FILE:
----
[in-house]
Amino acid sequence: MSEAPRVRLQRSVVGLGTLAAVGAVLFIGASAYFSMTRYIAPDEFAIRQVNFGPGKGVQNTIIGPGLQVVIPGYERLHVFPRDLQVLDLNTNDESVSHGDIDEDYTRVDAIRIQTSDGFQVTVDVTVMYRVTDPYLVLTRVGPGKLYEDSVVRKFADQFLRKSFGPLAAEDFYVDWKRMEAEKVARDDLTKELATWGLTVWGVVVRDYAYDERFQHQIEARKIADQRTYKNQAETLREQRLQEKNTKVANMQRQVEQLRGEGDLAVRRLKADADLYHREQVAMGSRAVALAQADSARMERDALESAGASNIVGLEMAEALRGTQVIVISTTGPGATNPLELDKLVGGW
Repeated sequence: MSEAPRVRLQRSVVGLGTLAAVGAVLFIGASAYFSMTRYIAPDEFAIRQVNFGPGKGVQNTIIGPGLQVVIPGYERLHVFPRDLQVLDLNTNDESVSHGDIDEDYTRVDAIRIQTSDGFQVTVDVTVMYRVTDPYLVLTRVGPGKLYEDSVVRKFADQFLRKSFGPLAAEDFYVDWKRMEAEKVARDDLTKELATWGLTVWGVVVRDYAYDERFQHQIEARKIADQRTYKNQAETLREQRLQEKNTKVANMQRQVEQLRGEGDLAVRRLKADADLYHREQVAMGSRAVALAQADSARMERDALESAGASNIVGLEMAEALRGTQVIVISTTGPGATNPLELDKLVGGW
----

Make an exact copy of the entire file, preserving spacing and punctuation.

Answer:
[in-house]
Amino acid sequence: MSEAPRVRLQRSVVGLGTLAAVGAVLFIGASAYFSMTRYIAPDEFAIRQVNFGPGKGVQNTIIGPGLQVVIPGYERLHVFPRDLQVLDLNTNDESVSHGDIDEDYTRVDAIRIQTSDGFQVTVDVTVMYRVTDPYLVLTRVGPGKLYEDSVVRKFADQFLRKSFGPLAAEDFYVDWKRMEAEKVARDDLTKELATWGLTVWGVVVRDYAYDERFQHQIEARKIADQRTYKNQAETLREQRLQEKNTKVANMQRQVEQLRGEGDLAVRRLKADADLYHREQVAMGSRAVALAQADSARMERDALESAGASNIVGLEMAEALRGTQVIVISTTGPGATNPLELDKLVGGW
Repeated sequence: MSEAPRVRLQRSVVGLGTLAAVGAVLFIGASAYFSMTRYIAPDEFAIRQVNFGPGKGVQNTIIGPGLQVVIPGYERLHVFPRDLQVLDLNTNDESVSHGDIDEDYTRVDAIRIQTSDGFQVTVDVTVMYRVTDPYLVLTRVGPGKLYEDSVVRKFADQFLRKSFGPLAAEDFYVDWKRMEAEKVARDDLTKELATWGLTVWGVVVRDYAYDERFQHQIEARKIADQRTYKNQAETLREQRLQEKNTKVANMQRQVEQLRGEGDLAVRRLKADADLYHREQVAMGSRAVALAQADSARMERDALESAGASNIVGLEMAEALRGTQVIVISTTGPGATNPLELDKLVGGW